June 19, 2015

If There is Life on Mars, it is Probably Underground (Source: Quartz)
Apart from finding mundane facts about Mars, one of NASA’s Curiosity rover’s tasks is to search for life on the red planet. But new research suggests that, if there is indeed life on Mars, our rovers may not be able to see it. So far, the Curiosity rover has only drilled about 3 inches (7.6 cm) into Mars’ soil, and found nothing.

According to an analysis of Martian meteorites found on Earth, traces of methane suggest signs of life on Mars are more likely to be found deep underground, rather than on or near the surface. Scientists are still divided about what the presence of methane on Mars means. It could support the existence of methane-feeding bacteria, or it could suggest the existence of methane-producing organisms that lived on Mars millions of years ago, when liquid water may have flowed on on its surface. (6/18)

ULA to Stay in Harlingen Texas for Rocket Manufacturing (Source: KRGV)
Today, a rocket-building company announced they will continue to build rockets in Harlingen, and are now hiring new employees. United Launch Alliance made the announcement today. The company, a direct competitor to SpaceX, has been building rocket parts for decades in Harlingen. The company announced their new lease to stay in the Valley International Airport, for the next five years. (6/19)

SpaceX Augments and Upgrades Drone Ship Armada (Source: NasaSpaceFlight.com)
SpaceX’s aspirations towards recovering launched Falcon 9 first stages are continuing to focus on ocean based landings, ahead of realizing the goal of returning the cores back to land. With continual refinements to the approach, SpaceX has welcomed new and improved Autonomous Spaceport Drone Ships (ASDS), one of which has been sighted taking a cruise down the Panama Canal. (6/19)

UrtheCast Plans Integrated Optical/Radar Satellite Constellation (Source: UrtheCast)
UrtheCast plans to build, launch and operate the world’s first fully-integrated, multispectral optical and Synthetic Aperture Radar (SAR) commercial constellation of Earth Observation satellites, to be deployed over multiple launches expected in 2019 and 2020. The Constellation is expected to comprise a minimum of 16 satellites (8 optical and 8 SAR) flying in two orbital planes, with each plane consisting of four satellite pairs, equally-spaced around the orbit plane.

Each pair of satellites will consist of a dual-mode, high-resolution optical satellite (video and pushbroom) and a dual-band high-resolution SAR satellite (X-band and L-band) flying in tandem. The Constellation will provide what the Company anticipates to be unmatched space-imaging capabilities, including high collection capacity, optical and SAR data fusion, weather-independent high-resolution imaging using the SAR, target revisit, and imaging latency. (6/19)

A New Era of Space Collaboration between Australia and U.S. (Source: USGS)
On June 18, 2015 in Canberra, Australia, the U.S. Geological Survey and Geoscience Australia signed a comprehensive new partnership to maximize land remote sensing operations and data that can help to address issues of national and international significance.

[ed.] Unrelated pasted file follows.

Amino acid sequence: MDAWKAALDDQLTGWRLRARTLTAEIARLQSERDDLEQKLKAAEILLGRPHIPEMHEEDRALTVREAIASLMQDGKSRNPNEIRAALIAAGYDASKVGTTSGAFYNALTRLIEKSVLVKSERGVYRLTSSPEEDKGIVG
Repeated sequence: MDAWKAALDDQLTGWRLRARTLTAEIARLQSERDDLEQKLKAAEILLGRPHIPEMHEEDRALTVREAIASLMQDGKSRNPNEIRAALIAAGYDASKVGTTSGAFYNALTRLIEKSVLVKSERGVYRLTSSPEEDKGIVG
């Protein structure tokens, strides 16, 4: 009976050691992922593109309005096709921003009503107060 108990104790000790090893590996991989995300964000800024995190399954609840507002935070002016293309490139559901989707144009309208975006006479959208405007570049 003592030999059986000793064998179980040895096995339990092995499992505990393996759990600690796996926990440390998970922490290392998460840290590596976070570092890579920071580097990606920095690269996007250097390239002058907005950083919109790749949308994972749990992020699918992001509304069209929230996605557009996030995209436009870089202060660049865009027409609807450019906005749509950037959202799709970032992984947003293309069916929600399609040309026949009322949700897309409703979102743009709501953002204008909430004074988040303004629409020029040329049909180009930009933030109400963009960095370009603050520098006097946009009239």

A key element of the partnership involves a major upgrade to Geoscience Australia’s Alice Springs satellite antenna which will see the station play a much more significant role in the international Landsat ground-station network. Following this $3 million (AUD) upgrade committed to by the Australian Government, the Alice Springs antenna will transmit command-and-control signals to the Landsat satellites and support downloading of satellite imagery for the broader South East-Asia and Pacific region. (6/18)

Mexico’s 1st Astronaut Mulls Running for President (Source: Latin American Herald Tribune)
The first Mexican to go into space, Rodolfo Neri Vela, said on Thursday that he may run for president in 2018 to break the hold of a political class he likened to “the mafia itself.” The political parties need to understand that Mexicans are very unhappy with the state of their country, Neri Vela said in an interview with Grupo Imagen.

He said the notion of a presidential run began with a flippant response to a question from a reporter following a book presentation last week at Universidad Veracruzana. When asked whether he had thought about going into politics, he replied – “almost as a joke” – that he would seek the presidency as an independent, Neri Vela recounted in the interview.

“I didn’t think the media would take it seriously. In less than a week I have received 100 emails giving me support,” he said, while stressing that he would take his time making a decision about the 2018 contest. Mexico’s biggest challenges are improving education and eliminating corruption, he said. (6/19)

What's Stopping Us from Building Cities in Space? No, It's Not Tech. (Source: Gizmodo)
The US has a plan for Americans to live in space. In 2012, the National Research Council was commissioned by Congress to roadmap the future of human space exploration. Last June, the team published its findings in a massive report, which called for several action steps to be taken immediately. One year later, are we on track? Click here. (6/19)

For Rent: Slightly Used VAB High Bay, Launch Platforms (Source: SpaceFlight Insider)